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Examining the Effects of Environmental Policy on Shale Gas Production: The Case of Alberta, Canada

Figure 2. CO/RE model. (After Konschnik and Boling 2014).


The increase in natural gas production in North America resulting from the implementation of new technologies related to the fracturing (fracking) of natural gas-bearing shale reservoirs has enhanced the security of supply and lowered energy costs in the continent. Yet the environmental impact associated with shale gas development has raised concerns and debate among energy and environmental policy makers as to how best to address these concerns. As Canada’s largest producer of natural gas, the Province of Alberta is an example of a jurisdiction with numerous regulations for dealing with such environmental risks.



Peter Langer, Dale Carl, Philip R. Walsh

Ted Rogers School of Management, Ryerson University, Toronto, Canada
Received: July 21, 2017; Accepted: September 3, 2017; Published: September 6, 2017
Copyright © 2017

This paper applies the CO/RE model of Konschnik and Bolingin examining Alberta’s environmental regulatory framework and the impact; it will have on further shale gas production in the province. Aside from the identification of risks associated with increased seismicity, the results of this examination suggest that the current regulatory environment does not appear to have any adverse effect on current and future shale gas production within the province.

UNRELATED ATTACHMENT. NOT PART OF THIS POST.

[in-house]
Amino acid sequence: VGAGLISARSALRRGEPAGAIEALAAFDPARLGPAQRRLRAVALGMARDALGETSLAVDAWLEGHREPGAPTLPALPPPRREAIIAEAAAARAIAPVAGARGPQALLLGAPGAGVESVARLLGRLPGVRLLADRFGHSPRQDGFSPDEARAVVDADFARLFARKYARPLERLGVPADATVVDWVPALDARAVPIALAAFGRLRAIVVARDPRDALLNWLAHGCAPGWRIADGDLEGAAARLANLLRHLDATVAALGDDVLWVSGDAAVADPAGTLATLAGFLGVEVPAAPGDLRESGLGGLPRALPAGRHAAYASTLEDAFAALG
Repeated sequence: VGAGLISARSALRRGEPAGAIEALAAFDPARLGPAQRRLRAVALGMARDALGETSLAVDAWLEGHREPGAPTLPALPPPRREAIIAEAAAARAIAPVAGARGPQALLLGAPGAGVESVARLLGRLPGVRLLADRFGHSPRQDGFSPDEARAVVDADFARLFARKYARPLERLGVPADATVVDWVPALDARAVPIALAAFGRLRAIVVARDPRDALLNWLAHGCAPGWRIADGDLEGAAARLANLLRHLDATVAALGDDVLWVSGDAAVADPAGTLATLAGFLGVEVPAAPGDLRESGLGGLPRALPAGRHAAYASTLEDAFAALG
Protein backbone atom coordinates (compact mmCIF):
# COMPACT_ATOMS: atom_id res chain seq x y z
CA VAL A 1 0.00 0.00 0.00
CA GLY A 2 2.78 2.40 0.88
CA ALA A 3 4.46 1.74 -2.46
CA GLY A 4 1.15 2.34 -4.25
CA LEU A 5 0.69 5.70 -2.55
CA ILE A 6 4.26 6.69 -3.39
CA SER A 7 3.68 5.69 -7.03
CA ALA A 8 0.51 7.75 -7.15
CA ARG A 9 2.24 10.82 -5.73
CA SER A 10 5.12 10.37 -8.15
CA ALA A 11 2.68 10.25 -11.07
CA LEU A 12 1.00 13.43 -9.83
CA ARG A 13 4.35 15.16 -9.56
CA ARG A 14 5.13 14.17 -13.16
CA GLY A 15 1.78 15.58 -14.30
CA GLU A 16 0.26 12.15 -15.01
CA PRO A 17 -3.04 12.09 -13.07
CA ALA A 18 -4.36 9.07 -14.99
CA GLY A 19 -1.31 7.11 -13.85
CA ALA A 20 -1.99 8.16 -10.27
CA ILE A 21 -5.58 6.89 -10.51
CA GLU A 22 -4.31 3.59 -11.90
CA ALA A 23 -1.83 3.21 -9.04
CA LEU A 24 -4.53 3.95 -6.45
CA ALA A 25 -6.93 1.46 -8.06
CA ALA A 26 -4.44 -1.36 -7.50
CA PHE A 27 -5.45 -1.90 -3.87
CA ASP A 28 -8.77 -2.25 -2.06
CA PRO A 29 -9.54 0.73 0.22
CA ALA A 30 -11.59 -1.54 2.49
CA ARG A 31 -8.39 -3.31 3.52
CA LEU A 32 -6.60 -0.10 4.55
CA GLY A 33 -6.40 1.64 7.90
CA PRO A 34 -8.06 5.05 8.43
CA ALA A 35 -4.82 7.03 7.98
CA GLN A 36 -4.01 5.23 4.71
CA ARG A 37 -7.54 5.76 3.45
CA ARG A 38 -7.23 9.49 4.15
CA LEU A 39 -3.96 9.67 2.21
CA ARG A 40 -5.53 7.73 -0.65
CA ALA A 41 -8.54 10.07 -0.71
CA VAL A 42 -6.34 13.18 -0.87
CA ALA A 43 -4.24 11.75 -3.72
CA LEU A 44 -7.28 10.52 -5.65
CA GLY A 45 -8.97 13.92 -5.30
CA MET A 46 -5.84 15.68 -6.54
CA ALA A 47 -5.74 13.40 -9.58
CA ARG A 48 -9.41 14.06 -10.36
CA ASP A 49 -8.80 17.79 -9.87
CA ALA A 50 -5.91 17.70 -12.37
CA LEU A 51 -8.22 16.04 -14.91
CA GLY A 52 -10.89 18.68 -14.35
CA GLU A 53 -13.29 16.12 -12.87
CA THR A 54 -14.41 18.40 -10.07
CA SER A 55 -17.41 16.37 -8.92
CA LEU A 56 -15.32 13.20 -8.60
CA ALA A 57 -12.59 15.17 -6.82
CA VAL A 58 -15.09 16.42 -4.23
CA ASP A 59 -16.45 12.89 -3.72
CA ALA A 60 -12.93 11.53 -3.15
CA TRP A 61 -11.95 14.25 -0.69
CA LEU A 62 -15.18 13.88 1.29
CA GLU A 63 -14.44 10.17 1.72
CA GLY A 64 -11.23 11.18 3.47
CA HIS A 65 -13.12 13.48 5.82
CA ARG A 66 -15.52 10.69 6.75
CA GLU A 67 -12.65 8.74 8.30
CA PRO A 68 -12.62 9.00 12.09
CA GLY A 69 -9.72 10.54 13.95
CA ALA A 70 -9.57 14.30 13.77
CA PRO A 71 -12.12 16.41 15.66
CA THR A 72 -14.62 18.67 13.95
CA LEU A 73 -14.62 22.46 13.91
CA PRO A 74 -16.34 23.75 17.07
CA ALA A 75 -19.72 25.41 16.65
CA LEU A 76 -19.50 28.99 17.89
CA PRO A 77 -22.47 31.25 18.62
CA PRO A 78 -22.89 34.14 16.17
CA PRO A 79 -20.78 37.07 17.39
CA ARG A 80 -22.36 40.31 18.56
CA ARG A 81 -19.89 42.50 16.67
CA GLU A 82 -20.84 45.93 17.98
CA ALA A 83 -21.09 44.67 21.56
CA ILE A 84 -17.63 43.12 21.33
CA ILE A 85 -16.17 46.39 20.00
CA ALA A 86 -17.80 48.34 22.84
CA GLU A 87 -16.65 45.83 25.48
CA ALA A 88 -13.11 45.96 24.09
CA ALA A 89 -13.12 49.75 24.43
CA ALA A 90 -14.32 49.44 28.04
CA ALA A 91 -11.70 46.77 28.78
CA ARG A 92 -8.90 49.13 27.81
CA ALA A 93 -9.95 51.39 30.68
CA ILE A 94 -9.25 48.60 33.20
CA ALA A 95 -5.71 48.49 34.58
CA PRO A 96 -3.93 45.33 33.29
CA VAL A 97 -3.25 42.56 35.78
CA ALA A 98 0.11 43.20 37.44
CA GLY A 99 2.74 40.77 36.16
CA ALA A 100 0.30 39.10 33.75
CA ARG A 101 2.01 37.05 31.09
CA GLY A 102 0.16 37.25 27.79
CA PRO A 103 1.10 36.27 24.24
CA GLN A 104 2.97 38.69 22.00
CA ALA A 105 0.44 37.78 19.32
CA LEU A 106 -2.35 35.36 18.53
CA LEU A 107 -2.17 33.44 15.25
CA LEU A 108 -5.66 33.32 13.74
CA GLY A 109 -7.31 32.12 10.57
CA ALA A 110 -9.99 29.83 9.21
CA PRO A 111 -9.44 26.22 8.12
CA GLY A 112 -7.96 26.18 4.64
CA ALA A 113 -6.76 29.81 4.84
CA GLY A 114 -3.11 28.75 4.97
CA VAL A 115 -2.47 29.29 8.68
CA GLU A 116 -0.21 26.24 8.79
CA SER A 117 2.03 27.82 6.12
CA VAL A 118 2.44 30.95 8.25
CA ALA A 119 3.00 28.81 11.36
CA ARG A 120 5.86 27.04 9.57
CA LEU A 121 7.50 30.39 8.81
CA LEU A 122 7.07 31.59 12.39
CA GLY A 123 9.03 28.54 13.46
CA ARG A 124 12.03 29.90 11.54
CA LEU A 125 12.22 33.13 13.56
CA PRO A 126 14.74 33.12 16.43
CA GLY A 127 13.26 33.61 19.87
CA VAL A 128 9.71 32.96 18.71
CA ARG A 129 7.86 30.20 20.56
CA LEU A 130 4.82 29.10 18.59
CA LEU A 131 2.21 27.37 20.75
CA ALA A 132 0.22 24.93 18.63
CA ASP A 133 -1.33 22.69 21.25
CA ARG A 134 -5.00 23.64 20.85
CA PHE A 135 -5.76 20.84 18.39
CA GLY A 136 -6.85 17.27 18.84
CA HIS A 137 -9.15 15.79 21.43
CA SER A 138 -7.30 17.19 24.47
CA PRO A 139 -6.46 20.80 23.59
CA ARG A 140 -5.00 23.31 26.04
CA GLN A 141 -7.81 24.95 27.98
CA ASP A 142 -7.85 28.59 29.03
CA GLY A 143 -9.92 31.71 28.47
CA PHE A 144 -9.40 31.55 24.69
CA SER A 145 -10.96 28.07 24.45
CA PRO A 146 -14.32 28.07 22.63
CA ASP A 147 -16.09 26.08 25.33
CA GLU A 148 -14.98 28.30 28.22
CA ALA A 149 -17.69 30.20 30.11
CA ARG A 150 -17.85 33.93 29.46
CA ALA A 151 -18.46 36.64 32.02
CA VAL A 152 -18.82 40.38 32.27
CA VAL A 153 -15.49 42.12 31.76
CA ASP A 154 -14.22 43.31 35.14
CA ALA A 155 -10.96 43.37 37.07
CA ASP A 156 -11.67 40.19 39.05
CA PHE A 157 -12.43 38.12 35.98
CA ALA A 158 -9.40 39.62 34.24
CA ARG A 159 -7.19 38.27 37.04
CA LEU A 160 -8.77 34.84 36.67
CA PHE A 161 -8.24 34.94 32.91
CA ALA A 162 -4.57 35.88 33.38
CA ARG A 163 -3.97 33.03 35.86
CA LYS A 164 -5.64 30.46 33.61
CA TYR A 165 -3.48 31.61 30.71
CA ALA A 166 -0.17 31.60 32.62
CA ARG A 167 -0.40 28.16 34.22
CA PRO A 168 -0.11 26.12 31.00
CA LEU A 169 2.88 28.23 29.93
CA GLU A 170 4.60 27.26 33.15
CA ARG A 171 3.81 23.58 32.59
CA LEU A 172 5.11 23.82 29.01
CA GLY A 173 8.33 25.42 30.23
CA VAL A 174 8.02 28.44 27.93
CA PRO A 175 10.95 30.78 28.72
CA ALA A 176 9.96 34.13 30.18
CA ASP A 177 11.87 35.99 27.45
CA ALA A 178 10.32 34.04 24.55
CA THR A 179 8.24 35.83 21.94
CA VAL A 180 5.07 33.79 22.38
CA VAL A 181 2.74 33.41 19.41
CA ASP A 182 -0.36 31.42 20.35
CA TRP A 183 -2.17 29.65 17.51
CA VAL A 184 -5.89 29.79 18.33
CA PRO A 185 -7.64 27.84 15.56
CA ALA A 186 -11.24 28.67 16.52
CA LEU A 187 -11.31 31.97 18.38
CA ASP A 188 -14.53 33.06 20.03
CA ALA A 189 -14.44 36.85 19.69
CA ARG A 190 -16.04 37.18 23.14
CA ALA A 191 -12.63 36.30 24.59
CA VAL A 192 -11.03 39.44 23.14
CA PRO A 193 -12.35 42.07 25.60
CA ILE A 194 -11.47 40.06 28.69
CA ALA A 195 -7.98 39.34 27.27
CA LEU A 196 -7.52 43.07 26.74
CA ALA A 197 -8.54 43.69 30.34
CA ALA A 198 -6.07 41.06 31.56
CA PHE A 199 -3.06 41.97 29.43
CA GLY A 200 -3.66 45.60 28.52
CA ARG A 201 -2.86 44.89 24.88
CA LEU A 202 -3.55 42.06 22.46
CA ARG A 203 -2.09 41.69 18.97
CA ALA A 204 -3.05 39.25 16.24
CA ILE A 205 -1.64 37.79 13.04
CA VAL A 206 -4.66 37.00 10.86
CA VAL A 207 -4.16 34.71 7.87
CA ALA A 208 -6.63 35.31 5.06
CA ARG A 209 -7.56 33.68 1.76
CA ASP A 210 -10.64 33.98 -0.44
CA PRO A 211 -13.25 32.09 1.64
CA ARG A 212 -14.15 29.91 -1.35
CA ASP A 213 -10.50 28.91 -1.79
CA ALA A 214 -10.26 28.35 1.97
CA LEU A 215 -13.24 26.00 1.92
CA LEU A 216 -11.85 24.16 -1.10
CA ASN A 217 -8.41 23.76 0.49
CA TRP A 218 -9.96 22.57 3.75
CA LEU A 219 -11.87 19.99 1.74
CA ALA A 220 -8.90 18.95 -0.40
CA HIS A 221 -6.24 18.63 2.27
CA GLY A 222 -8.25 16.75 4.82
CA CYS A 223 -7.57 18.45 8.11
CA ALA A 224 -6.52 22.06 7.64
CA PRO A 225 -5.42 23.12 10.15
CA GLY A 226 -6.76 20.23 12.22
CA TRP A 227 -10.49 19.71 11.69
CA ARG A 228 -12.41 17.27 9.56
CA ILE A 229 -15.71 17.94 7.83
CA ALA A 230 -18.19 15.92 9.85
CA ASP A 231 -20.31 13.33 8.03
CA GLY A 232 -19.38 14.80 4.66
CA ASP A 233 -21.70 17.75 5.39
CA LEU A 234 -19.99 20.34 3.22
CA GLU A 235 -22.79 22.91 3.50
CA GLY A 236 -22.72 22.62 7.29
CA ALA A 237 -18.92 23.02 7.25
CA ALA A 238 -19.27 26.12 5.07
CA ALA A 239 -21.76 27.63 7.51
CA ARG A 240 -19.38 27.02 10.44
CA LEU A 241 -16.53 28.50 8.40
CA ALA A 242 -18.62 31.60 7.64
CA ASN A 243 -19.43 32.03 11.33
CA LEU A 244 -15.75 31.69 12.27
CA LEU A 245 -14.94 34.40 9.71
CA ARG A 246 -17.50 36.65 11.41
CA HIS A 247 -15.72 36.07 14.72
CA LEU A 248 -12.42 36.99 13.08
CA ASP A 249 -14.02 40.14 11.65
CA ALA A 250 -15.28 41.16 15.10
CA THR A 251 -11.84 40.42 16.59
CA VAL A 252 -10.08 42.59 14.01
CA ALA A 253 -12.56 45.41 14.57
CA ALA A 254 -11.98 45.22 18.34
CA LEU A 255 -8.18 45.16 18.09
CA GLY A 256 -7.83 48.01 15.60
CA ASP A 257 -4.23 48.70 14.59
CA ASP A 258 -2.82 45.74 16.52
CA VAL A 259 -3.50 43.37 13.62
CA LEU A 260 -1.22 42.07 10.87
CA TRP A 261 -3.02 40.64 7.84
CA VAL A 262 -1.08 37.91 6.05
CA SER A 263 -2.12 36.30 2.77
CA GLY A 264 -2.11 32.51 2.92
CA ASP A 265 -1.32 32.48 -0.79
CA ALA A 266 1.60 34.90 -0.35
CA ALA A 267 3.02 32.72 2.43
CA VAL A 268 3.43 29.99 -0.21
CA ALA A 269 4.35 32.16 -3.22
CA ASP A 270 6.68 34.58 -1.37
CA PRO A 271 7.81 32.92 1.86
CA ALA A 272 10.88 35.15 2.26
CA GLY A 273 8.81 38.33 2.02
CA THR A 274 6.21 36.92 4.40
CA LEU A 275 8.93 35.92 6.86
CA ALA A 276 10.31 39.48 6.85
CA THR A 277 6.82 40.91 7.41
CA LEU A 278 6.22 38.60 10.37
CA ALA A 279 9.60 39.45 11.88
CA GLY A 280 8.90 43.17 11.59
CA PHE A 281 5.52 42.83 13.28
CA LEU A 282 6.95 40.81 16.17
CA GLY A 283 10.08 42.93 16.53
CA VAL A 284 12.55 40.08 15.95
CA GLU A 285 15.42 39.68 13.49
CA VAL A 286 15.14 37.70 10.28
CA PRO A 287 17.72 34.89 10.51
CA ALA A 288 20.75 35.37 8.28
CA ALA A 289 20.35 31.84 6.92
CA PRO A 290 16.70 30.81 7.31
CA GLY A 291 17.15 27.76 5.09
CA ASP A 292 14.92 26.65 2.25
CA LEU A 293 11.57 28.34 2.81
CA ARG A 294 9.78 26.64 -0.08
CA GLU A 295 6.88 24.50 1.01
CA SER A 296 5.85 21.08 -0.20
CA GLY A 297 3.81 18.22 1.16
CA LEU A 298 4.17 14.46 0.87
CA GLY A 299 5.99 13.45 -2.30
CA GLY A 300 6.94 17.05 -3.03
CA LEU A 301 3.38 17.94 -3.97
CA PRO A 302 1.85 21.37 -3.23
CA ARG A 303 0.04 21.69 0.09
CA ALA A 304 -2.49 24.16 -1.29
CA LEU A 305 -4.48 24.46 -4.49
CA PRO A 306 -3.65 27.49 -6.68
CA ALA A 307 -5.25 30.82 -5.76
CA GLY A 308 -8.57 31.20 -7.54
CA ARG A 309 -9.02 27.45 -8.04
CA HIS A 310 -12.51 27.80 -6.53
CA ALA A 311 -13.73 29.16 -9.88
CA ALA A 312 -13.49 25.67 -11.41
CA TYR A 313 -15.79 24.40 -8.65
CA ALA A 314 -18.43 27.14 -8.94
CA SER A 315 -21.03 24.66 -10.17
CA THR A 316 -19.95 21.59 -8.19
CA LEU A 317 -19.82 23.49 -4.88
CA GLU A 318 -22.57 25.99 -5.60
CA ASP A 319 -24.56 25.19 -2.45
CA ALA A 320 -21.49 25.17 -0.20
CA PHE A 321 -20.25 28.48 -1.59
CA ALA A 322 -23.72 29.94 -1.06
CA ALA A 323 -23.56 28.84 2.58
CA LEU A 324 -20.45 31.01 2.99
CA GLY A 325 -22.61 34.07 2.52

Furthermore, Alberta’s environmental regulation has influenced shale gas producers to pursue innovation in technology and engineering practice and has helped establish a collaborative approach to mitigating environmental risk.

1. Introduction

The recent popularity of shale gas production has led to a new era termed the “golden age of gas”, which has been made possible by a process known as fracking [1] . This new phenomena has caught the attention of many climate change policymakers. This attention is heightened due to the fact that there is currently international action being taken to better understand the causes of climate change and to create policies that would reduce greenhouse gas emissions by encouraging a move from investment in traditional fossil fuels as primary energy sources to zero-carbon energy sources such as solar, wind and nuclear power [2] . The main way governments are trying to address this issue is through policy and regulation [3] [4] and it is becoming more evident that this is occurring using a “bottom to top” approach where policy development occurs at regional and local levels [5] . Academics have analyzed the effectiveness of various environmental policies, such as the Kyoto Accord [6] , and why these policies are sometimes ineffective [7] . Frameworks have been suggested by researchers for criteria that will help to implement effective and meaningful policies, such as the CO/RE (Characterization, Optimization, Regulation, Enforcement) framework [8] . Additionally, models have been proposed that attempt to incorporate the effects of policy on natural gas production in the USA [9] .